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If you have frequent tiny but painful sores in your mouth, you are not alone. Canker sores, or “aphthous ulcers” in the mouth are somewhat common and are not contagious (unlike cold sores). They show up inside the mouth under the inside of the lips, cheeks, tongue, gums and palate, and normally disappear within two weeks. They are pale white or yellow and are surrounded by a red outer ring. They might show up as a single sore or a group. Scientists don’t know exactly what causes canker sores, and a combination of factors is thought to contribute to their outbreak. Women seem to be more susceptible than men, and they often run in families.

Sometimes before the onset of a canker sore outbreak, you may have warning before the sore appears, with a burning or tingling. It can take 2-3 days for sores to form and they will hurt for 3-10 days. No one knows exactly why they show up, but researchers think it is combination of factors, even in the same person.

Canker Sore Causes:

–Emotional stress and hormonal changes.
–Allergic reaction to certain bacteria in the mouth.
–A compromised immune system (cold or flu, HIV/AIDS).
–Using toothpastes or mouthwashes with sodium lauryl sulfate.
–A vitamin or mineral deficiency (folate, iron, vitamin B-12, zinc).
–Minor injury to your mouth (dental work, brushing too hard, biting the cheek).
–Food sensitivities (eggs, nuts, cheese, chocolate, coffee, strawberries, spicy or acidic foods).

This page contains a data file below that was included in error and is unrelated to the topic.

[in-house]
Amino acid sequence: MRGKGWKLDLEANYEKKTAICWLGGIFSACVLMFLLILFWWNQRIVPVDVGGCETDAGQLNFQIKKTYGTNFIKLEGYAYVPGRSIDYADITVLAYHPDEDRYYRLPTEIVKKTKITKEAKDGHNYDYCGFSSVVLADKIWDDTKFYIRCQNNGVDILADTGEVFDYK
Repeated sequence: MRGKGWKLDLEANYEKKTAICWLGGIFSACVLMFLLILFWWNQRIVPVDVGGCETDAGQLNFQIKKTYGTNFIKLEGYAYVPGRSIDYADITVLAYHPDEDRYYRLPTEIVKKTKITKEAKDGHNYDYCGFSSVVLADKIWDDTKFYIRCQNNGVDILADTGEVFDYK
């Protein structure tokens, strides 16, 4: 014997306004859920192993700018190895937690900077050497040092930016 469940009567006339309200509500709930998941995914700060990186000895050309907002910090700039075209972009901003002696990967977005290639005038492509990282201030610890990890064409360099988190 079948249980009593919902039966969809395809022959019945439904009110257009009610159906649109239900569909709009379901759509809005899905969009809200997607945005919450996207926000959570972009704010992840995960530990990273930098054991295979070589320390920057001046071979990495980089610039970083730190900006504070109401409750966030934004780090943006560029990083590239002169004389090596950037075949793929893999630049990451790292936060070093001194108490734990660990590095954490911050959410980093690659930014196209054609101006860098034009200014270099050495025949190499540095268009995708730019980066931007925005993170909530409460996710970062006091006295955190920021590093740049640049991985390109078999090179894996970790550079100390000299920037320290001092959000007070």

While you can’t actually prevent canker sore outbreaks, you can treat the symptoms. To help with the pain, you might want to stay off the spicy foods and stick with plain, bland choices. You can rinse your mouth with warm water and use over-the-counter creams or ointments to help with the discomfort. You may be prescribed mouth rinse with steroid dexamethasone, and large sores can be treated with steroid creams.

You might want to see your dentist if your canker sores are large, you are getting more sores than you used to (and more often), and if you are also experiencing accompanying symptoms like rashes, fever, diarrhea or joint pain. If you are low on vitamins and minerals, you may be prescribed vitamin B-6, B-12, folate, iron, or zinc.

Canker sores, while unpleasant, can be treated and made tolerable. Please give us a call if you have any questions or concerns. We can be reached at 501.228.6360 today!